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New net-zero standards, SBTi makes Scope 1 and 2 emissions targets more stringent

net-zero standards


The new net-zero standards are calibrated to the most ambitious target of the Paris Agreement

To retain or obtain the certification of the Science-Based Target initiative (SBTi), financial institutions will have to adopt more stringent criteria for their direct emissions (Scope 1) and indirect emissions generated by energy consumption (Scope 2). In fact, the net-zero standard promoted by the most accredited body worldwide changes to set transition paths compatible with climate objectives. With important news also on the fossil finance front.

How does SBTi’s net-zero business standard change?

SBTi has released new requirements for short-term corporate greenhouse gas emissions targets. The most important change concerns the level of ambition. Until now, to obtain certification, financial institutions and companies had to have plans aligned to maintain global warming “well below 2°C”, the highest target set by the Paris Agreement.

The new version of the standard will, however, require adaptation to the target of 1.5°C. This change concerns Scope 1 and 2 emissions. It also changes the time frame within which to achieve these targets: from 5-15 years you go to 5-10 years. As for the Scope 3 emissions, that is those generated upstream and downstream along the value chain, the criterion passes from the alignment with the 2°C to the one with objectives “well below the 2°C“.

These new requirements will enter into force on 30 November 2024. Those who already have the SBTi certification will have to update their plans within 5 years. Those who request it from now until the end of the year can choose whether to use the old or the new version as a reference.

From SBTi a crackdown on fossil finance

On the fossil fuel financing side, SBTi introduces a new set of criteria to obtain the certification of net-zero standards. However, leaving the choice between the new requirements and an updated and more stringent version than those previously in force for financial institutions. The new criteria are differentiated by type of fossil fuel (coal, oil and gas) and introduce requirements on four pillars, which correspond to the objectives of improving disclosure, disincentive new fossil finance, accompanying financial institutions (and fossil companies) in the transition path, and proceed along the gradual abandonment of fossils.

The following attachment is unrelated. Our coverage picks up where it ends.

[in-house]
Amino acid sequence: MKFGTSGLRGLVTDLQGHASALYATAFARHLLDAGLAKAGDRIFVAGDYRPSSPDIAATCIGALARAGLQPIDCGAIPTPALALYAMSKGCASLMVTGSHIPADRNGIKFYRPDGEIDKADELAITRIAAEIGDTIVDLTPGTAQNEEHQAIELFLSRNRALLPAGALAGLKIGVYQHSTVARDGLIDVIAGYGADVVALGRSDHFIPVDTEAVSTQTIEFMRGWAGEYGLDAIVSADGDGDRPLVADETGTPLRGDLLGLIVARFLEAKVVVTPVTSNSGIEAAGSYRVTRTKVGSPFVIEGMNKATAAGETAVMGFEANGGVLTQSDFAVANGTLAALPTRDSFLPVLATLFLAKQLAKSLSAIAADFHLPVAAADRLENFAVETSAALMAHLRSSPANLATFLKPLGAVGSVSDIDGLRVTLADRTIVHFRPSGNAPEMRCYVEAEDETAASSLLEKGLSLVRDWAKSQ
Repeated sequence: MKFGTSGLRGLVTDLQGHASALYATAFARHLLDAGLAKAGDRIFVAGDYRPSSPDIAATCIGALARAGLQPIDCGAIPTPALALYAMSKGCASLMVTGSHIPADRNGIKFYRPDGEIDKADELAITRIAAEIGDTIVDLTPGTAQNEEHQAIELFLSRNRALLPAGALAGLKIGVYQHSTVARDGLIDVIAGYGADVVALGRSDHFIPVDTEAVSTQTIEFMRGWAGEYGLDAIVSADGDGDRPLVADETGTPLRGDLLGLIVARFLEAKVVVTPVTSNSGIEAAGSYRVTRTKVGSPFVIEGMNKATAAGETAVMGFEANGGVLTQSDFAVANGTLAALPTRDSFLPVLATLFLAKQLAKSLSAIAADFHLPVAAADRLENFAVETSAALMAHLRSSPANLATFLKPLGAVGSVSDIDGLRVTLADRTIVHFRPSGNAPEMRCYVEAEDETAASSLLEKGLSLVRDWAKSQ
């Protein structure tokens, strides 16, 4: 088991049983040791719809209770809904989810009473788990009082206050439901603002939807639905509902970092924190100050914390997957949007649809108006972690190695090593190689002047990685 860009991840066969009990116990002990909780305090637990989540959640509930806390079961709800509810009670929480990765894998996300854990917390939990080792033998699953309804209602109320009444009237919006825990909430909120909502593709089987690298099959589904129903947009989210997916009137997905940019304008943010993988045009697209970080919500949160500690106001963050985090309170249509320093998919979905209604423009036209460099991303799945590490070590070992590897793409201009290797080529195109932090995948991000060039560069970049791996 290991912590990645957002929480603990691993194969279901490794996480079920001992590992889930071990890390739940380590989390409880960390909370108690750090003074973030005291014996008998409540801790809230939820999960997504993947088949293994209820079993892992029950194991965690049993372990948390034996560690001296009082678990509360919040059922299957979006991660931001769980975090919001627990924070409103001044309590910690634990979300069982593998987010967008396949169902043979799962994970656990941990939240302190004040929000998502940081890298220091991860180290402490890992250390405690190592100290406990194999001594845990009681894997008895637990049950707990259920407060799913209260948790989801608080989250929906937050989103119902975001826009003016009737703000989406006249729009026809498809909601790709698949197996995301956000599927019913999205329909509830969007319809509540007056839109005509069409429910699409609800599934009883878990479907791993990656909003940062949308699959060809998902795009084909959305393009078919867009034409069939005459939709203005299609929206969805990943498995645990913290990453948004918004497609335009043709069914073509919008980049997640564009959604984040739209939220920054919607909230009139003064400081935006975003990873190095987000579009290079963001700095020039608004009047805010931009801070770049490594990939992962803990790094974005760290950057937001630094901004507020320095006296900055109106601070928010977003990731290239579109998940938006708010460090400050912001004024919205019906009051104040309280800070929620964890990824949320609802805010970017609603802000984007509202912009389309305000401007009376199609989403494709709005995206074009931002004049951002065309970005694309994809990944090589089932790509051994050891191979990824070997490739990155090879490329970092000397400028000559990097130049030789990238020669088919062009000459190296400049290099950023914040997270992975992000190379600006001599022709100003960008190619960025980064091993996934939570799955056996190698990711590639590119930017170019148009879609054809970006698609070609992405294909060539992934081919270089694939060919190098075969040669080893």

Specifically, financial institutions must commit, through a publicly issued policy, to immediately cease all new financial activities related to fossil projects and companies that fall within the SBTi mesh. For the phase out, the mandatory commitment is to cease all support for coal by 2030 in OECD countries and by 2040 globally.

Financial intermediaries will also have to set short-term targets for the reduction of their portfolio’s emissions in absolute terms and along the entire value chain, aligned at least with a linear reduction factor of 4.2% per year.

“Financial instruments are essential to provide capital and engage companies in the transition to a 1.5°C,” SBTi emphasises, recognising that the impact on emissions of divestment from fossil fuel related activities “is not always clear or consistent”. Therefore, the first and best option for stabilizing the climate system is “a financial investment that uses its influence and actively involves companies to align with the transition to 1.5°C”.

All changes to SBTi net-zero standards are available here.

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